Kultia’s School for Girls in Bangladesh is a heart-warming, inspiring story of how a brave and visionary few managed to bring education to the women in their rural community, empowering them in a way they had never experienced before.
Kultia is a tiny Bangladeshi village, traditionally home to the ‘Schedules Caste’ – one of the lowest classes of Hindu society. Controlled and subjugated, these people were made to serve the privileged Higher Castes their entire lives. Access to education, health care or any prospect of a proper job were things they could never aspire to.
Following the arrival of the British in India a few children were lucky enough to be sent to schools run by the Higher Castes. Some of them received a primary education – enough to open their eyes that education was the key to a better, shackle-free life.
Enlightened and fired up to start educating more villagers, in Feb 1918 these early pioneers took a bold leap of faith and set up a school, right in the house of the Mallick family – a prominent family in the village at the time. From its humble beginnings with lessons being carried out under the village tree, the school gradually grew in to a successful High School, even sending one of the Mallick boys, Upendra, off to Calcutta University to study law.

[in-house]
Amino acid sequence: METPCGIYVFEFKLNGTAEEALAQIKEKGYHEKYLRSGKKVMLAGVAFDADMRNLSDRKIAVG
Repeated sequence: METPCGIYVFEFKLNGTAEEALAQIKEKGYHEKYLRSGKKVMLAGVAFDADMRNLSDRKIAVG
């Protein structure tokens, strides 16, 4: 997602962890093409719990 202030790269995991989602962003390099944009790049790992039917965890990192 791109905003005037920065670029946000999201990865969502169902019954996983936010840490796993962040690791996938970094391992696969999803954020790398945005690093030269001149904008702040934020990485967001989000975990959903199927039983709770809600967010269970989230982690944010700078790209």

This experience proved transformational for Upendra who soon recognised that female education was the only way to enrich a community and uproot them from perpetual poverty. He became heavily involved with the village Girls’ school, dedicating himself to helping it grow.
This was the first of many schools Upendra created over the country. Together with some visionary village elders, he opened a Primary School for girls in May 1921. Despite a difficult birth – convincing farmers that educating their daughters wasn’t a waste of time and finding teachers who would teach for free – the school went from strength to strength, becoming one of the best secondary schools around.
This school is today a huge success story in Bangladesh with over 200 students and 15 teachers. Its students are going on to lead very happy and successful lives as doctors, lawyers, teachers, musicians, artists and more.
Many of these alumni go on to help fund the building of more new schools themselves and so the system self-fulfills, empowering past students to transform their own communities.
New schools continue to be built and they are now half way through constructing a hostel for female students – a place for them to stay and get intensive coaching before their Finals.
Kultia Girls’ High School really is a great example of when a forward thinking and brave individual risks persecution and goes against the grain of society in order to give others an opportunity and a better start in life.
A big thank you to Sukriti and Paul Mallick for sharing their family story with us. Long may these schools live on we say!